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I've been playing around with pointers to help get a better understanding. I have declared a as a pointer to an array of integers of length 3 and b as an array of integers of length 3. I then point a at b.

int main()
{
    int (*a)[3];
    int b[3] { 2, 4, 6 };
    a = &b;
    a[0][0] = 8;
    // This prints out 8 and 8.
    std::cout << a[0][0] << "\t" << b[0];

    // This prints out 0x28fecc and 8.
    std::cout << a[0] << "\t" << b[0];

    return 0;
}

To access an element of b through the pointer a, I have to do a[0][0] as if a were an array of arrays. This is compared to declaring a pointer to an array of integers using the new keyword where I can just output c[0].

int* c = new int[3] { 2, 4, 6 };
std::cout << c[0];

Why is this?

Many thanks, George

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Ah, so c points to the first element of the array (which is an integer), rather than the address of the array? I understand (in this example) that the array is a sequence of integers sequentially in memory. Does an array have an address itself? (I assumed the address of an array was the memory address of its 1st element)? –  George Robinson Jan 7 at 16:43
1  
Yes, the array has an address, and it is the same as the address of the first element. But a pointer to an array has a different type to a pointer to an int (or whatever), so you need different syntax to access the array elements through it. –  Mike Seymour Jan 7 at 16:45
    
Do yourself a favor: next time you're tempted to write something like: int (*a)[3];, just walk away from the keyboard for a while, repeat "I'm writing C++ not C, so I don't need to do ugly things like that." about a dozen times, and only when you've convinced yourself that simplicity is good, come back and write what you really wanted to (which I'm quite certain will be something different from that). –  Jerry Coffin Jan 7 at 16:45
    
The address of the first element and the array are one and the same. c is a pointer to int because this says so: int* c, independently of what is on the RHS of the initialization. new returns pointer to an array (or the first element), and arrays themselves decay into pointers to their first element under many circumstances. Fortunately you don't really have to deal with this kind of stuff in modern C++. –  juanchopanza Jan 7 at 16:45
1  
See if cdecl.org works on your phone :) –  juanchopanza Jan 7 at 16:55
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5 Answers 5

up vote 4 down vote accepted

I have to do a[0][0] as if a was an array of arrays.

Indeed, a is a pointer to an array, so the array itself is *a, and the first element of the array would be (*a)[0] or, equivalently, a[0][0].

You probably want a to be a pointer to the first element of the array (just as c is a pointer to the first element of a dynamic array):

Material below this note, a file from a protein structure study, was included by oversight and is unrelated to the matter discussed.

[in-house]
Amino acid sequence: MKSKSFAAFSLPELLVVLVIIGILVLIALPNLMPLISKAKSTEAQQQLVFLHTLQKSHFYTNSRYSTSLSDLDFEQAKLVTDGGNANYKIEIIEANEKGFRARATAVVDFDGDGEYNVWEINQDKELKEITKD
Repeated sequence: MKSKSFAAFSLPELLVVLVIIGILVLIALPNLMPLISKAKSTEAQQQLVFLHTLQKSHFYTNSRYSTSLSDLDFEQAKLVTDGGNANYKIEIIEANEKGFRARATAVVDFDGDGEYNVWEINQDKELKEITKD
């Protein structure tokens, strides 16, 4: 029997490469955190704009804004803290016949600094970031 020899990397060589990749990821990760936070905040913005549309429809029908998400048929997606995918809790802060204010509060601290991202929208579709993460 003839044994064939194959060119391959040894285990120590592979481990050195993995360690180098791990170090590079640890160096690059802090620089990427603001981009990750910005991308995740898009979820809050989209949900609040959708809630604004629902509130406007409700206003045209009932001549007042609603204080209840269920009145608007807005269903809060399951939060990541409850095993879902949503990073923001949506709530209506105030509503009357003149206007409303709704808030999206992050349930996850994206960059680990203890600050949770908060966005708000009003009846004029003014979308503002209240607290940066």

int * a = b;

and now a[i] will be element i of the array as expected.

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So a[0] is effectively dereferencing the pointer? –  George Robinson Jan 7 at 16:52
1  
@GeorgeRobinson: Yes. a[i] is equivalent to *(a+i), so a[0] is equivalent to *a. –  Mike Seymour Jan 7 at 17:12
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a is a pointer to a single array, so you really should do (*a)[0]. And when you do a[0], that's the same thing as *a, so you get the array, which in the output decays to a pointer, which is why you see an address printed.

Whereas c is a pointer to an integer, and known to point to the first element of an array, so simple array notation works.

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The normal declaration of a would be

int *a;

Then you could use

a = b;
std::cout << a[0];

Will print

8
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So a is declared as a pointer to an integer which is assigned to the address of the element at index 0 of the array b. How can we then use the [0] on a pointer to an integer? Does the compiler perform integer arithmetic? std::cout << a + 0; –  George Robinson Jan 7 at 16:47
2  
Either a[0] or *(a+0) or just *a will work –  Floris Jan 7 at 16:51
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It is because you defined another type. Consider one more the statement

int* c = new int[3] { 2, 4, 6 };

In the left side you use int *c. So you could write the same for your local array

int *a;
int b[3] { 2, 4, 6 };
a = b;

In this case you could access each element of the array simply by using one subscripting:

a[0] = 8;

In this expression statement

a = b;

array b is implicitly converted to a pointer to its first element, that is subexpression b in the right side has type int *

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Declaration reflects use.

b is declared as int b[3]; you access (the first element of) it as b[0].

a is declared as int (*a)[3]; the equivalent access would be (*a)[0].

If you break down that "equivalent access", you can see that it has two operations. First, it uses the dereference operator "unary star" -- *a. a itself, remember, is a pointer. Dereferencing a returns the value pointed to. So once a = &b, then *a == b.

So what's the deal with a[0][0]? Well, the array access operator [] actually works on general pointers (and, to make things weirder, arrays "decay" to pointers). a[N] is defined in C to be exactly the same as *(a + N); so a[0] is the *a that we already discussed. Basically, using a[0][0] in this context instead of (*a)[0] is using a pun based on the definition of operator [] to hide that declaration should reflect use.

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